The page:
This is adapted from Plugged In, TNW’s bi-weekly newsletter on gear and gadgets. Subscribe to it (and our other great newsletters) here.
Apple revealed something interesting last week. No, not the products themselves (although I found those totally acceptable), but how they presented one of them.
What I’m saying is Apple finally figured out what the fuck its Watch is for. A task, friends, that only took it five years.
Let’s think about that for a moment. Five years. That’s longer than the World Cup cycle (that reference is for all you ‘football’ people out there, hope you enjoyed it). That’s about half the time the Beatles were a band for, a period that’s actually shorter than their evolution from the Please Please Me-era boys-next-door-whose-mom-cuts-their-hair to the oh-my-god-I-am-so-high-Ringo-get-down-from-the-ceiling days of Magical Mystery Tour.
During those five years, 62 generations of houseflies have lived, thrived, and perished. And that, friends, is how long it took for Apple to realize its Watch is a health and fitness tool. Which is an improvement over what it was before.
For a long time, the Apple Watch was an outlier in the company’s stable. No one was really sure what it was meant for, a fate little else beside early versions of iPad had suffered from, but at least you could give a tablet to your gran to use.
The Apple Watch never lacked technical sophistication. It made other competing smartwatches look like little tiddlers sploshing around in a tiny paddling pool, sure, but — to continue this baffling metaphor — it spent its early years making powerful, Phelps-ian strokes in the equivalent of a garden pond, rather than the Stratford Olympic pool it had its expensive little eyes on.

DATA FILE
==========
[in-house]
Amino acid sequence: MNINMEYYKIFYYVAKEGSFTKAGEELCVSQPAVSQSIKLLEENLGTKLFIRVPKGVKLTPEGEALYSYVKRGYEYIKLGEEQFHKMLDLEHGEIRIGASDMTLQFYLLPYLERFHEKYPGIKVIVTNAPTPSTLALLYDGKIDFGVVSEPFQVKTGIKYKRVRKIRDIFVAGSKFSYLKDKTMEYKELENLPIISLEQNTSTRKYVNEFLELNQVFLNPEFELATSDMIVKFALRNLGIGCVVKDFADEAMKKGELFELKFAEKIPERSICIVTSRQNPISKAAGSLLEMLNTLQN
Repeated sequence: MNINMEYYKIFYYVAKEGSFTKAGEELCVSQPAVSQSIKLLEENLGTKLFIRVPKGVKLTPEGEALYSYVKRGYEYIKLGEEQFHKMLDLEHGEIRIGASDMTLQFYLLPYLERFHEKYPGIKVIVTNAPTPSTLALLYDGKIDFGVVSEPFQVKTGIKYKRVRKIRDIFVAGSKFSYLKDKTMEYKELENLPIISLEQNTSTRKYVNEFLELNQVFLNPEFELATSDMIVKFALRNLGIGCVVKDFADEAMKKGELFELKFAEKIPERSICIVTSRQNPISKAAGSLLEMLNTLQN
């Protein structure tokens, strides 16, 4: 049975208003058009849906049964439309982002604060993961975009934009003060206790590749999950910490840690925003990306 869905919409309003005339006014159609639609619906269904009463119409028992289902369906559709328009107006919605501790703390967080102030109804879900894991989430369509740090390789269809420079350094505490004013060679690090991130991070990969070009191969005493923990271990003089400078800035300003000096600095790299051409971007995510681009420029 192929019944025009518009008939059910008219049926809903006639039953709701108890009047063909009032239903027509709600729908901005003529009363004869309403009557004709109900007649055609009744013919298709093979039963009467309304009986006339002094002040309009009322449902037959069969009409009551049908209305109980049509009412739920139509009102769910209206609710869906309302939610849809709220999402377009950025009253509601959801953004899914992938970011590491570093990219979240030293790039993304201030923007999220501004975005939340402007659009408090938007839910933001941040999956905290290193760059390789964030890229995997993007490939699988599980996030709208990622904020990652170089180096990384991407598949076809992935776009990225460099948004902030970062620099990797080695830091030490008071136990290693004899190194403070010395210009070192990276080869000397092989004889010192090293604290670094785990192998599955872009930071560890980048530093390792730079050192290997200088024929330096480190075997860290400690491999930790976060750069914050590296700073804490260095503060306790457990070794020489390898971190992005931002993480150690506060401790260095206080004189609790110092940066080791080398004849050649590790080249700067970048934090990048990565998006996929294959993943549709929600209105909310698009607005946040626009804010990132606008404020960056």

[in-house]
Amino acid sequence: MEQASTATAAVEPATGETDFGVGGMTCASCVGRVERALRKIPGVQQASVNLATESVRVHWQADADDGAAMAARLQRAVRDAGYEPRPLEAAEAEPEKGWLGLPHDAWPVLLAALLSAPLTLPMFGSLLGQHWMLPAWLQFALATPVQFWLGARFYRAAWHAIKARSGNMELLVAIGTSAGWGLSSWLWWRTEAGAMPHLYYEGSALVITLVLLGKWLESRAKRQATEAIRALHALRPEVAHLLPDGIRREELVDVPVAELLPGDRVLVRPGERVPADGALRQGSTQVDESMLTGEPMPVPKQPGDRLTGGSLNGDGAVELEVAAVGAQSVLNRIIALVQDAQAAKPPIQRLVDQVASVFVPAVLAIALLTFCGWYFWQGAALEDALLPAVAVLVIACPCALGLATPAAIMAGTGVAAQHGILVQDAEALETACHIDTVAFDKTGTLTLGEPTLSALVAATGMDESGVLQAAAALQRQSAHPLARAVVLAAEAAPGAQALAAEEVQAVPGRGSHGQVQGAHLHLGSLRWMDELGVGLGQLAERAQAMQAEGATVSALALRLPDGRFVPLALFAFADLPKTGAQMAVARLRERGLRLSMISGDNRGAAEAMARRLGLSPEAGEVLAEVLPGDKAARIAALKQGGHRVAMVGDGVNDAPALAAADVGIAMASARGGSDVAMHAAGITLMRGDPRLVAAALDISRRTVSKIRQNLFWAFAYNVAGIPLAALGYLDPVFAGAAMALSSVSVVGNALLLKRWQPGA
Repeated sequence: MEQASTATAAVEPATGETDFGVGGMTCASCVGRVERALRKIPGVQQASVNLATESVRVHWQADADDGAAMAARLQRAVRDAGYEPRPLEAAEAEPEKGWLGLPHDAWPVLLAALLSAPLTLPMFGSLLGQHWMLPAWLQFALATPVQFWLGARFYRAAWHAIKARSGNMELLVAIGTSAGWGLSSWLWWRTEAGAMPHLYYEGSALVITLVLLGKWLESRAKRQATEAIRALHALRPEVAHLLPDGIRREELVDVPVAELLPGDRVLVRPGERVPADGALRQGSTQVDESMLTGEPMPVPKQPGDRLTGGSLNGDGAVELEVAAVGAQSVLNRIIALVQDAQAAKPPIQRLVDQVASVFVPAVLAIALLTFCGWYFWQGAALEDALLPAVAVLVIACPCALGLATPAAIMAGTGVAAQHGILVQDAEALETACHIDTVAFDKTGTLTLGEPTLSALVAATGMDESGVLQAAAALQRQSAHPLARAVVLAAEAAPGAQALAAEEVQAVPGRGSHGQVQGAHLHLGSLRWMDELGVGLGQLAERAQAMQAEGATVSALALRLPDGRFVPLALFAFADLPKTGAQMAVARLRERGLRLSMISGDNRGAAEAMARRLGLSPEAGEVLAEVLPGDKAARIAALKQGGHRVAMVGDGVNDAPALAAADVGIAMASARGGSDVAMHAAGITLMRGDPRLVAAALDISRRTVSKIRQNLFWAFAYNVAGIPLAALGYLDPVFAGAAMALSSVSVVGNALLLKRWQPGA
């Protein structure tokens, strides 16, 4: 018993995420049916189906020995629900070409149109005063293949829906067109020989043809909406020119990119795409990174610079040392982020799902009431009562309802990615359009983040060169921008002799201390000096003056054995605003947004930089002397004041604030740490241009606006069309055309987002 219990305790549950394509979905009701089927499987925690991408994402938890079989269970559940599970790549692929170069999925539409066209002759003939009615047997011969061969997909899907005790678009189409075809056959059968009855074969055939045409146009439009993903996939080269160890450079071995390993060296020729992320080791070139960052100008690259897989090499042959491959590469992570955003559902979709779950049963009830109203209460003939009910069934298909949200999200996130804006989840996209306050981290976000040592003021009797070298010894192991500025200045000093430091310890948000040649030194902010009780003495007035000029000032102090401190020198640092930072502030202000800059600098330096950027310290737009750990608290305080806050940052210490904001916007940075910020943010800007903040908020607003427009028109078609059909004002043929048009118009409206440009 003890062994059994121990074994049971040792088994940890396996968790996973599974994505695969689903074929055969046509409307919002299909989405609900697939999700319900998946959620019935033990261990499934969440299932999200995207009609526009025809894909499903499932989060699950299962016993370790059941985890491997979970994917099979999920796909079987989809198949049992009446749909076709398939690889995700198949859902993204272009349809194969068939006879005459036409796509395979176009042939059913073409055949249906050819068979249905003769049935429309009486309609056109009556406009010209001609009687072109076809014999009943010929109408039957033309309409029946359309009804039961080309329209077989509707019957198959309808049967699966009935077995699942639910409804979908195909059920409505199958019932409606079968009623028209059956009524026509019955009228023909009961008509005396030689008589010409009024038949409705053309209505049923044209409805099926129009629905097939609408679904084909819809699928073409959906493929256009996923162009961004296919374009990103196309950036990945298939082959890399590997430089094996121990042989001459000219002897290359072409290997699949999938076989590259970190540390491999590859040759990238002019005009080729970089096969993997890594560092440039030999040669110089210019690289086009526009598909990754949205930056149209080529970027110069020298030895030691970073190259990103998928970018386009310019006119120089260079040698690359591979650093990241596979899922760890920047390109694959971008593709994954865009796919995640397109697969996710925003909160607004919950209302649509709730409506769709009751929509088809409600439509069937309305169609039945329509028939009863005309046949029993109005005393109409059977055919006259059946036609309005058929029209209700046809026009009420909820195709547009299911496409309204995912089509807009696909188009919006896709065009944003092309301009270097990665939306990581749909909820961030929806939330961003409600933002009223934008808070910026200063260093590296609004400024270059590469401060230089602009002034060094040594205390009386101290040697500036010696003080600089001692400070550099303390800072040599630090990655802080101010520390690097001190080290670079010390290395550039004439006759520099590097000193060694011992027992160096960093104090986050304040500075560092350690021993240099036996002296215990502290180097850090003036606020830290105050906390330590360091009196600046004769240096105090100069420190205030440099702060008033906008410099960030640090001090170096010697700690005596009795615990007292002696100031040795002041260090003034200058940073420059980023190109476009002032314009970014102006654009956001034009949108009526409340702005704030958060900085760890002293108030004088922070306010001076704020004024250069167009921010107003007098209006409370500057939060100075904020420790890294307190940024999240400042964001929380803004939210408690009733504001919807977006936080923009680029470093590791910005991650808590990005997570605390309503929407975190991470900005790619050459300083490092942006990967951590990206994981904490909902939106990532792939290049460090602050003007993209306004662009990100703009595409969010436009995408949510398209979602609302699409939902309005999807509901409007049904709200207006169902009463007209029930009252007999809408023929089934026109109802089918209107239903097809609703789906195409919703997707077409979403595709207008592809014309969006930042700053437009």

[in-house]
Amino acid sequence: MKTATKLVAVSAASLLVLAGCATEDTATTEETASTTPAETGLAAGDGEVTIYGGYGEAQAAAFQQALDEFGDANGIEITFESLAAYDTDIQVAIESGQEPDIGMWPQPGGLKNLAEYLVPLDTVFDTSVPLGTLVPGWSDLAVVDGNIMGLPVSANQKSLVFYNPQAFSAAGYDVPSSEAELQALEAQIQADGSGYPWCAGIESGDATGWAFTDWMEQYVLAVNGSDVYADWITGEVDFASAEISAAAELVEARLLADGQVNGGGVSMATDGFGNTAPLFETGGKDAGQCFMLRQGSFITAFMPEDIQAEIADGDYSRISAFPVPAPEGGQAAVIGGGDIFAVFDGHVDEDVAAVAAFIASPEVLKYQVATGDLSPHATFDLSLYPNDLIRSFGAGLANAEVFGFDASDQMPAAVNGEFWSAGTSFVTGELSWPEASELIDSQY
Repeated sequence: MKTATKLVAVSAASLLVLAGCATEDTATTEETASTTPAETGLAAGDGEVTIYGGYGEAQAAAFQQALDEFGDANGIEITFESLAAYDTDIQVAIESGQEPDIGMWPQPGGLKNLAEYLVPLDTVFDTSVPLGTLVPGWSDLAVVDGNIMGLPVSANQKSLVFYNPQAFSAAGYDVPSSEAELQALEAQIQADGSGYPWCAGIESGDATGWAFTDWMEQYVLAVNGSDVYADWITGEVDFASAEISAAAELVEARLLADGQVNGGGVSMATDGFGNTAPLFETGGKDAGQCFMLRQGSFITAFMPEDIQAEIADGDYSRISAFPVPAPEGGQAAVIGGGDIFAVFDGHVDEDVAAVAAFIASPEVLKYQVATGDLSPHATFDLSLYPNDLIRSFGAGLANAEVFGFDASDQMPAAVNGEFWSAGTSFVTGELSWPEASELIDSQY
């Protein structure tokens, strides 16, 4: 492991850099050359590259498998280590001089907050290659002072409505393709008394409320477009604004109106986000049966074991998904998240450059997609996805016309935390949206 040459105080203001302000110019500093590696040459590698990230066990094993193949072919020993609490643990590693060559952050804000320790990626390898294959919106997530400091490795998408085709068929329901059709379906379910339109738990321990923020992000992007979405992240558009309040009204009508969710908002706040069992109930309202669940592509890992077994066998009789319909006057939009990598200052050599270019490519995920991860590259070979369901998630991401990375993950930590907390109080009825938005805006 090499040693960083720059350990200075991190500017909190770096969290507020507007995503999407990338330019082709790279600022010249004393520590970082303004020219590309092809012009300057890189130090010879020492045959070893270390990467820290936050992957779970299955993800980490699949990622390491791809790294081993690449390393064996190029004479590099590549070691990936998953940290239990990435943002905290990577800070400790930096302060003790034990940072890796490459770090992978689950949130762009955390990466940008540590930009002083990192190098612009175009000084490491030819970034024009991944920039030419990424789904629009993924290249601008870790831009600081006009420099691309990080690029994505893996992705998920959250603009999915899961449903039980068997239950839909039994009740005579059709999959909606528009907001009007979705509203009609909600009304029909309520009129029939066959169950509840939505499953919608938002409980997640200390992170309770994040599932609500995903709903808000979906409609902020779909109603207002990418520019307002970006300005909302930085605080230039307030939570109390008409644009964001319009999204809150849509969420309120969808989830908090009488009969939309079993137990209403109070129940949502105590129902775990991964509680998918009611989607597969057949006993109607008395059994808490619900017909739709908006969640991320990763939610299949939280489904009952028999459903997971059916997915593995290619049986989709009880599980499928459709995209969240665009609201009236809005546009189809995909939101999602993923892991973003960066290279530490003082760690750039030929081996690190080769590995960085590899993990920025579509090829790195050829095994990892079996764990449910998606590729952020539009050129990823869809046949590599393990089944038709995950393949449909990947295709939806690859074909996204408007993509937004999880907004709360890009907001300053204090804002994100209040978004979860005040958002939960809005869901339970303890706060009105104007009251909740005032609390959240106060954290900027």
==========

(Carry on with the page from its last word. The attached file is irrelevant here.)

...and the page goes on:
To put it another way, the Apple Watch might’ve owned over 60% of the global smartwatch market, but that was a hearty slice of a comparatively small quiche.
This changed over the past two years. Apple Watch shipments skyrocketed. And, to me, that’s down to the improvement of the heart monitoring tech and the introduction of the ECG feature.
The Apple Watch got good enough to actually save lives. Finally, it could do something better than an iPhone. It was no longer just an extension of the device, it was its own thing, with its own feature set, and it’s no coincidence the Watch’s popularity soared during after that launch.
And that brings us satisfyingly back round to last week’s event.
The main feature of the newest Apple Watch — the Series 6 — was another health tool. Specifically, the blood oxygen monitoring functionality. But, although it played a part, that wasn’t what convinced me that Apple finally had its shit together with the Watch; it was everything else that surrounded the product announcement.
Think of the faux-inspirational wellbeing stories we were shown in the keynote. The gamut of health-focused software features coming with watchOS 7. The Fitness+ subscription that requires an Apple Watch to function properly. This isn’t just pumping more features into a bit of hardware, it’s creating an entire ecosystem.
I’ll put it this way: Apple hasn’t simply decided the Watch is a health and fitness tool, it has invested in it being so. The Watch sits at the center of its wellbeing drive. It’s a product you need to own to experience this offering from Apple. And it’s going to be a goldmine.
The company finally figured out what the fuck the Watch is for.
If you liked this column, make sure you head over here and sign-up to Plugged In (as well as our other great newsletters).
Did you know we have a newsletter all about consumer tech? It’s called Plugged In – and you can subscribe to it right here.